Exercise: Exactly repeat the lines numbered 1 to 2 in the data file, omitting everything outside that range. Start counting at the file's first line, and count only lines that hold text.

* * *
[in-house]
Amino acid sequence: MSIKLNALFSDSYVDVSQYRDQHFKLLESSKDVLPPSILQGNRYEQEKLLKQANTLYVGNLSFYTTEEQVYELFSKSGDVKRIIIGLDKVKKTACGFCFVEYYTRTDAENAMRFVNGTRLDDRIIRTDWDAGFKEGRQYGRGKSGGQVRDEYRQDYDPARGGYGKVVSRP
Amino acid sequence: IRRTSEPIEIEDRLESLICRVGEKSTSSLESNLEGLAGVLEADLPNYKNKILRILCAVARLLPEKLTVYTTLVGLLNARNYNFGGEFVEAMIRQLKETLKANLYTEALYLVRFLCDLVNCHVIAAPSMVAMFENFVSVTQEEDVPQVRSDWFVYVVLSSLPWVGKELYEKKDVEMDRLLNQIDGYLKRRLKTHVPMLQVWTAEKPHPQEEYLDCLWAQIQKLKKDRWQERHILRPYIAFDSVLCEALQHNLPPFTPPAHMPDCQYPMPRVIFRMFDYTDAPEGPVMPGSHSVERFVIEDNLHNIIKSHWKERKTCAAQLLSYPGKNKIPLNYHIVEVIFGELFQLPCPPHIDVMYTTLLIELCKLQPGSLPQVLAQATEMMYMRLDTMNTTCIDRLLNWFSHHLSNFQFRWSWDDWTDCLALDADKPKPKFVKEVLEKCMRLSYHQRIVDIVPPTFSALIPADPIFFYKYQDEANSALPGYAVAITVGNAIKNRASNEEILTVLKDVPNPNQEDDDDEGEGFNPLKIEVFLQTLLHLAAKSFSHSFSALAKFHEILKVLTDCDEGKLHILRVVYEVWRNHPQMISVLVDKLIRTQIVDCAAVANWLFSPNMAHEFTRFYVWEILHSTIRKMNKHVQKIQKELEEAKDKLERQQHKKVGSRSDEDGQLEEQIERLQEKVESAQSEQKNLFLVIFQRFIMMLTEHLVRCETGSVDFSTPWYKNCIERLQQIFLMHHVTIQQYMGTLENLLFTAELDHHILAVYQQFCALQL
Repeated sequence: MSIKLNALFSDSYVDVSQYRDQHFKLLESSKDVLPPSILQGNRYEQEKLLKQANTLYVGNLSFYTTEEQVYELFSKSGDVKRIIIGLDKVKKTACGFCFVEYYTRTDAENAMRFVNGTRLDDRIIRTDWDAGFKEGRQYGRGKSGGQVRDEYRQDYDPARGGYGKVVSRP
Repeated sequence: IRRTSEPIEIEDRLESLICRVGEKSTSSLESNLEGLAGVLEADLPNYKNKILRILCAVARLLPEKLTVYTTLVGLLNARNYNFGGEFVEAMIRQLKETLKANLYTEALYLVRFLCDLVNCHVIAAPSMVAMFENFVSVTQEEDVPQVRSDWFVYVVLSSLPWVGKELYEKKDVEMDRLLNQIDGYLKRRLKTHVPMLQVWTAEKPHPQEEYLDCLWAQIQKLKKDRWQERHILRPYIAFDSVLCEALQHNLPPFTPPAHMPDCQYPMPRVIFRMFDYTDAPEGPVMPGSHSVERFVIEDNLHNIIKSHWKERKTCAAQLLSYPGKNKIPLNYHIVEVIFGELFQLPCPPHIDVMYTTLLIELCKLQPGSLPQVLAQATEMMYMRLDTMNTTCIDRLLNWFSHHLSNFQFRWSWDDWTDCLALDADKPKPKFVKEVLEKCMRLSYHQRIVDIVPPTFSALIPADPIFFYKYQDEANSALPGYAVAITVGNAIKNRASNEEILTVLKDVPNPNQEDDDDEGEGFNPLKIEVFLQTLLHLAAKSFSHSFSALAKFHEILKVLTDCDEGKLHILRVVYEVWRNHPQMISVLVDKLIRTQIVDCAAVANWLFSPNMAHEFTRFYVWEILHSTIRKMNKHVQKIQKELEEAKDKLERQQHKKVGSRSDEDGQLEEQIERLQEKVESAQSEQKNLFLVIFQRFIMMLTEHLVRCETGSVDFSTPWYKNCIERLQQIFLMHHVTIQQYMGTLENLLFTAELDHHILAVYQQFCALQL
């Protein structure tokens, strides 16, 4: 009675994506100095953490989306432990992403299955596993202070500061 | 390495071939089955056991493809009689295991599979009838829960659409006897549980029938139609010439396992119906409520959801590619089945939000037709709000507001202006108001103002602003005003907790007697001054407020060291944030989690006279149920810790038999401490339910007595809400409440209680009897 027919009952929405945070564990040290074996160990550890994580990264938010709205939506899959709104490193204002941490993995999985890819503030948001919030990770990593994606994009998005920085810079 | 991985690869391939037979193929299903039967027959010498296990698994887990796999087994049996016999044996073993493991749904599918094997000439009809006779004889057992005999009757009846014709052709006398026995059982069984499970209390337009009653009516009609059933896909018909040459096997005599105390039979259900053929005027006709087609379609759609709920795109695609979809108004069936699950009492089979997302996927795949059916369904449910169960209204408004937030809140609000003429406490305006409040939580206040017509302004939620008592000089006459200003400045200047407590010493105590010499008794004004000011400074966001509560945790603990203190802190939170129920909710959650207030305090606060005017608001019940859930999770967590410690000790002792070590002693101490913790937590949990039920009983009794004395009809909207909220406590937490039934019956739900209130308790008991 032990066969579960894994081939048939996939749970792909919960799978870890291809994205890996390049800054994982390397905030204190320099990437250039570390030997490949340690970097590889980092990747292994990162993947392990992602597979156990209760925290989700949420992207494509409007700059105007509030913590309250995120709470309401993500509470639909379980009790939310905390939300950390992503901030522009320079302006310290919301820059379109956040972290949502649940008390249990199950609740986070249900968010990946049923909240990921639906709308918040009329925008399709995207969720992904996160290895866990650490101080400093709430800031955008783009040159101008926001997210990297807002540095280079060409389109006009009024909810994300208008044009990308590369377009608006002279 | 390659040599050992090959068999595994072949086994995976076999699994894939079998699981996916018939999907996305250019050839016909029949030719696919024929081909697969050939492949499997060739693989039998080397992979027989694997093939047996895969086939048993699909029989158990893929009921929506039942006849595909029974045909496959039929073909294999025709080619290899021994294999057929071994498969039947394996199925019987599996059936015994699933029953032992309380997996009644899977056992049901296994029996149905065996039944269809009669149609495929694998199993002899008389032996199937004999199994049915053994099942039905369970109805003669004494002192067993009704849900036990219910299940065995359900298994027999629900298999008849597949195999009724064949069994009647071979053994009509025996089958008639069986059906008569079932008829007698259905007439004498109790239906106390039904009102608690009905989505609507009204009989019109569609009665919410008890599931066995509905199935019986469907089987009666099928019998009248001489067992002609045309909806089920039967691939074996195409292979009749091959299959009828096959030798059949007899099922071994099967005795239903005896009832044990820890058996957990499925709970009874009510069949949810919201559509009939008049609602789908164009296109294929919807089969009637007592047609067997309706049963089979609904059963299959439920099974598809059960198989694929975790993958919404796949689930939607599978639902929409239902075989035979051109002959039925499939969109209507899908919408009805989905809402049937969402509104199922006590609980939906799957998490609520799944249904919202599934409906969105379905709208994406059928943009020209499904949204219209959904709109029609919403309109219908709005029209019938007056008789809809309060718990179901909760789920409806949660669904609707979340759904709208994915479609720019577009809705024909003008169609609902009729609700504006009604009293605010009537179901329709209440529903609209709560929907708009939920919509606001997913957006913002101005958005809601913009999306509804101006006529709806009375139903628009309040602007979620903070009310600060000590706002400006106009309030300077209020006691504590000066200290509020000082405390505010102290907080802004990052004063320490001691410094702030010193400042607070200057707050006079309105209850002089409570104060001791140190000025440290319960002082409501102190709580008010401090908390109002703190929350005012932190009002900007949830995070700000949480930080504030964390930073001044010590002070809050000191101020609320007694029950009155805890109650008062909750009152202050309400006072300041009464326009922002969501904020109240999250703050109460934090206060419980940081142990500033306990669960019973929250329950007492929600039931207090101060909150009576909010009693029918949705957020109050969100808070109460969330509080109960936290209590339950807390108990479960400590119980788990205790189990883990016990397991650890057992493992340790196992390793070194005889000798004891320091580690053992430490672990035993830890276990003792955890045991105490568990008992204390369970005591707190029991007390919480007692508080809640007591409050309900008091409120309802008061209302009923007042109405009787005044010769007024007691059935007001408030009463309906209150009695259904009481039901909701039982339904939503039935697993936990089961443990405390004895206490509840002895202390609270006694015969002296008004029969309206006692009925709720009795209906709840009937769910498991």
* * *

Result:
[in-house]
Amino acid sequence: MSIKLNALFSDSYVDVSQYRDQHFKLLESSKDVLPPSILQGNRYEQEKLLKQANTLYVGNLSFYTTEEQVYELFSKSGDVKRIIIGLDKVKKTACGFCFVEYYTRTDAENAMRFVNGTRLDDRIIRTDWDAGFKEGRQYGRGKSGGQVRDEYRQDYDPARGGYGKVVSRP